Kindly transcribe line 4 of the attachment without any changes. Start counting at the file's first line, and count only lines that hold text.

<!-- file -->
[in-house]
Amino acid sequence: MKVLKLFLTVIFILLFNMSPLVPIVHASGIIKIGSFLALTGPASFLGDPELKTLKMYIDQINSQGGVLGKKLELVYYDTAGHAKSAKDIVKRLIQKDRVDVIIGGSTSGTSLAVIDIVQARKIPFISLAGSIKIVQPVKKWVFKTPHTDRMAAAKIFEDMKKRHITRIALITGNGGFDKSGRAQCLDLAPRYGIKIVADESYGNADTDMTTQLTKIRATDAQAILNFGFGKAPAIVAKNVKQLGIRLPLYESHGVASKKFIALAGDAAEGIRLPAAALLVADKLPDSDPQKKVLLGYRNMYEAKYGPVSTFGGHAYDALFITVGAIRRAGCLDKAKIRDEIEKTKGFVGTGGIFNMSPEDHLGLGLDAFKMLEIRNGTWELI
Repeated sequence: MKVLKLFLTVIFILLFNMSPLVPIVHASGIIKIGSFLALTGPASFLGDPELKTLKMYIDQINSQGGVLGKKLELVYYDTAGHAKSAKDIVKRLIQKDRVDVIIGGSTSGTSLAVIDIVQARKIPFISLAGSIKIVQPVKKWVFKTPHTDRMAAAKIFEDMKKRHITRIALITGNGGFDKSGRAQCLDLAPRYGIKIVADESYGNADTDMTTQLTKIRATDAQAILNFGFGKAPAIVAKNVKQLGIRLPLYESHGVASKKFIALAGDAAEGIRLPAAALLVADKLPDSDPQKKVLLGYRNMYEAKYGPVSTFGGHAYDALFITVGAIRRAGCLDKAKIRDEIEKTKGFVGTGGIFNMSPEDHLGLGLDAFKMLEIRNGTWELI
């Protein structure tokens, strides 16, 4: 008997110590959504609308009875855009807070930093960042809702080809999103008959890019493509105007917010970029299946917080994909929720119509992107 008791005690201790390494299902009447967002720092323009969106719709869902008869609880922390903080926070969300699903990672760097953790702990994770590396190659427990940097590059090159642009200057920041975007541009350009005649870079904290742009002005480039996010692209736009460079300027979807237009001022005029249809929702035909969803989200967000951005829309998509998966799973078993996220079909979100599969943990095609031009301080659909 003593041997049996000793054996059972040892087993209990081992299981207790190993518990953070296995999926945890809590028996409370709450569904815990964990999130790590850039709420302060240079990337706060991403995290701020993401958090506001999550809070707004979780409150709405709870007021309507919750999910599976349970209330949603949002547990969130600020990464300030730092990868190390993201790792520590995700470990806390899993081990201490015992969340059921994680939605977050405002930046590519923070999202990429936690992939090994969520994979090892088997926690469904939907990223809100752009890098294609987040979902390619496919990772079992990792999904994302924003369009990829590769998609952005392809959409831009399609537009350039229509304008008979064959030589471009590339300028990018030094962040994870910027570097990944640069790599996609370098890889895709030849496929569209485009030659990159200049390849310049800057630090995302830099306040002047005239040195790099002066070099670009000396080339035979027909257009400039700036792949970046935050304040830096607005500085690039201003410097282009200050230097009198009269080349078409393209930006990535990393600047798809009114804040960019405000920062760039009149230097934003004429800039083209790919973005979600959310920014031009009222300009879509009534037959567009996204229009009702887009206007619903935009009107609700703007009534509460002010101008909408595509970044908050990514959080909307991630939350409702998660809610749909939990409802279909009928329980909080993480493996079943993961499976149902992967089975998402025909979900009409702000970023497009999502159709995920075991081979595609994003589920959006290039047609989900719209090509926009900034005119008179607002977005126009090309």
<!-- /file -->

């Protein structure tokens, strides 16, 4: 008997110590959504609308009875855009807070930093960042809702080809999103008959890019493509105007917010970029299946917080994909929720119509992107 008791005690201790390494299902009447967002720092323009969106719709869902008869609880922390903080926070969300699903990672760097953790702990994770590396190659427990940097590059090159642009200057920041975007541009350009005649870079904290742009002005480039996010692209736009460079300027979807237009001022005029249809929702035909969803989200967000951005829309998509998966799973078993996220079909979100599969943990095609031009301080659909 003593041997049996000793054996059972040892087993209990081992299981207790190993518990953070296995999926945890809590028996409370709450569904815990964990999130790590850039709420302060240079990337706060991403995290701020993401958090506001999550809070707004979780409150709405709870007021309507919750999910599976349970209330949603949002547990969130600020990464300030730092990868190390993201790792520590995700470990806390899993081990201490015992969340059921994680939605977050405002930046590519923070999202990429936690992939090994969520994979090892088997926690469904939907990223809100752009890098294609987040979902390619496919990772079992990792999904994302924003369009990829590769998609952005392809959409831009399609537009350039229509304008008979064959030589471009590339300028990018030094962040994870910027570097990944640069790599996609370098890889895709030849496929569209485009030659990159200049390849310049800057630090995302830099306040002047005239040195790099002066070099670009000396080339035979027909257009400039700036792949970046935050304040830096607005500085690039201003410097282009200050230097009198009269080349078409393209930006990535990393600047798809009114804040960019405000920062760039009149230097934003004429800039083209790919973005979600959310920014031009009222300009879509009534037959567009996204229009009702887009206007619903935009009107609700703007009534509460002010101008909408595509970044908050990514959080909307991630939350409702998660809610749909939990409802279909009928329980909080993480493996079943993961499976149902992967089975998402025909979900009409702000970023497009999502159709995920075991081979595609994003589920959006290039047609989900719209090509926009900034005119008179607002977005126009090309």